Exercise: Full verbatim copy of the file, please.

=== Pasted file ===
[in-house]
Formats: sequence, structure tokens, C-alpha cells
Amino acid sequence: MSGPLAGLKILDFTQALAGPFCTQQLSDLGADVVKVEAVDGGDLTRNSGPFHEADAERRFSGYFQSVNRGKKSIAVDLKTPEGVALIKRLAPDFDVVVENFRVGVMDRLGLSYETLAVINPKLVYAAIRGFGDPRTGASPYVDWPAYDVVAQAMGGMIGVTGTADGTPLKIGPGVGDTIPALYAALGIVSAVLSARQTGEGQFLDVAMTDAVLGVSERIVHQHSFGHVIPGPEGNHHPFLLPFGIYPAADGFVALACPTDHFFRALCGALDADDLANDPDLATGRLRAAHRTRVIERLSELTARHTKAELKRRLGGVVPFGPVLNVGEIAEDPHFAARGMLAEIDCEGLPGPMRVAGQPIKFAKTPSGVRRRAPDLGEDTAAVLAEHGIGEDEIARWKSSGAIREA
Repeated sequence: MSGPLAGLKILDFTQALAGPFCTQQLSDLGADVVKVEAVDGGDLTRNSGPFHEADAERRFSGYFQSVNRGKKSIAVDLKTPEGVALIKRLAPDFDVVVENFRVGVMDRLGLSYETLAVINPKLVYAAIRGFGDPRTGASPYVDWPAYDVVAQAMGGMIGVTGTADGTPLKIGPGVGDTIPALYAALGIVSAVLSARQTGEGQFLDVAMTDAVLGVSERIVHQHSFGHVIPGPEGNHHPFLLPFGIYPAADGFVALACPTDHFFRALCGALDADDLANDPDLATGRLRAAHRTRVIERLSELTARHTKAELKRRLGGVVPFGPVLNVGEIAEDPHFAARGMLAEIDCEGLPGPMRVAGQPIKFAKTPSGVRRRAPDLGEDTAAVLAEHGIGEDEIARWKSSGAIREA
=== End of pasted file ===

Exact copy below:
[in-house]
Formats: sequence, structure tokens, C-alpha cells
Amino acid sequence: MSGPLAGLKILDFTQALAGPFCTQQLSDLGADVVKVEAVDGGDLTRNSGPFHEADAERRFSGYFQSVNRGKKSIAVDLKTPEGVALIKRLAPDFDVVVENFRVGVMDRLGLSYETLAVINPKLVYAAIRGFGDPRTGASPYVDWPAYDVVAQAMGGMIGVTGTADGTPLKIGPGVGDTIPALYAALGIVSAVLSARQTGEGQFLDVAMTDAVLGVSERIVHQHSFGHVIPGPEGNHHPFLLPFGIYPAADGFVALACPTDHFFRALCGALDADDLANDPDLATGRLRAAHRTRVIERLSELTARHTKAELKRRLGGVVPFGPVLNVGEIAEDPHFAARGMLAEIDCEGLPGPMRVAGQPIKFAKTPSGVRRRAPDLGEDTAAVLAEHGIGEDEIARWKSSGAIREA
Repeated sequence: MSGPLAGLKILDFTQALAGPFCTQQLSDLGADVVKVEAVDGGDLTRNSGPFHEADAERRFSGYFQSVNRGKKSIAVDLKTPEGVALIKRLAPDFDVVVENFRVGVMDRLGLSYETLAVINPKLVYAAIRGFGDPRTGASPYVDWPAYDVVAQAMGGMIGVTGTADGTPLKIGPGVGDTIPALYAALGIVSAVLSARQTGEGQFLDVAMTDAVLGVSERIVHQHSFGHVIPGPEGNHHPFLLPFGIYPAADGFVALACPTDHFFRALCGALDADDLANDPDLATGRLRAAHRTRVIERLSELTARHTKAELKRRLGGVVPFGPVLNVGEIAEDPHFAARGMLAEIDCEGLPGPMRVAGQPIKFAKTPSGVRRRAPDLGEDTAAVLAEHGIGEDEIARWKSSGAIREA